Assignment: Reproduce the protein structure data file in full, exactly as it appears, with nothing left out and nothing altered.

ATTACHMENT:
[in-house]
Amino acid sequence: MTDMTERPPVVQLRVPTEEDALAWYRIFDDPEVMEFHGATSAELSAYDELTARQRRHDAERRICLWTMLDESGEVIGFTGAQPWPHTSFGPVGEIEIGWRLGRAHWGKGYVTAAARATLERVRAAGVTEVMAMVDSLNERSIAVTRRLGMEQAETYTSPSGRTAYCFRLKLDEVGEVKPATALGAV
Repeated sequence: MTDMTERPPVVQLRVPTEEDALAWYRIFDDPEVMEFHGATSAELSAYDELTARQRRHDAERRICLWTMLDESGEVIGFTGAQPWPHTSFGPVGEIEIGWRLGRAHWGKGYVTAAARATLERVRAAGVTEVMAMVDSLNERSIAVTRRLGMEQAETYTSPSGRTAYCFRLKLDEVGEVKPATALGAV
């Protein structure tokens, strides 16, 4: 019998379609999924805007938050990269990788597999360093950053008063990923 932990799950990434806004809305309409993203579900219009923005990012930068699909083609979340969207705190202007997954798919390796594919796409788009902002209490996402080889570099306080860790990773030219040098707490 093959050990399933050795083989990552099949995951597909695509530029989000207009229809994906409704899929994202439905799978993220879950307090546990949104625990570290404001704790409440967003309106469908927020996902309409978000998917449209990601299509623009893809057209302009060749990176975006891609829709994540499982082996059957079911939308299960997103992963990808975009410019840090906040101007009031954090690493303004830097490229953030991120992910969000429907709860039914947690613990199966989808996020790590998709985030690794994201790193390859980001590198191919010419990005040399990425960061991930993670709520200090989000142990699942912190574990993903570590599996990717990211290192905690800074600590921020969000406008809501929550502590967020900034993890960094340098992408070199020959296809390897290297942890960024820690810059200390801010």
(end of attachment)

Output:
[in-house]
Amino acid sequence: MTDMTERPPVVQLRVPTEEDALAWYRIFDDPEVMEFHGATSAELSAYDELTARQRRHDAERRICLWTMLDESGEVIGFTGAQPWPHTSFGPVGEIEIGWRLGRAHWGKGYVTAAARATLERVRAAGVTEVMAMVDSLNERSIAVTRRLGMEQAETYTSPSGRTAYCFRLKLDEVGEVKPATALGAV
Repeated sequence: MTDMTERPPVVQLRVPTEEDALAWYRIFDDPEVMEFHGATSAELSAYDELTARQRRHDAERRICLWTMLDESGEVIGFTGAQPWPHTSFGPVGEIEIGWRLGRAHWGKGYVTAAARATLERVRAAGVTEVMAMVDSLNERSIAVTRRLGMEQAETYTSPSGRTAYCFRLKLDEVGEVKPATALGAV
């Protein structure tokens, strides 16, 4: 019998379609999924805007938050990269990788597999360093950053008063990923 932990799950990434806004809305309409993203579900219009923005990012930068699909083609979340969207705190202007997954798919390796594919796409788009902002209490996402080889570099306080860790990773030219040098707490 093959050990399933050795083989990552099949995951597909695509530029989000207009229809994906409704899929994202439905799978993220879950307090546990949104625990570290404001704790409440967003309106469908927020996902309409978000998917449209990601299509623009893809057209302009060749990176975006891609829709994540499982082996059957079911939308299960997103992963990808975009410019840090906040101007009031954090690493303004830097490229953030991120992910969000429907709860039914947690613990199966989808996020790590998709985030690794994201790193390859980001590198191919010419990005040399990425960061991930993670709520200090989000142990699942912190574990993903570590599996990717990211290192905690800074600590921020969000406008809501929550502590967020900034993890960094340098992408070199020959296809390897290297942890960024820690810059200390801010």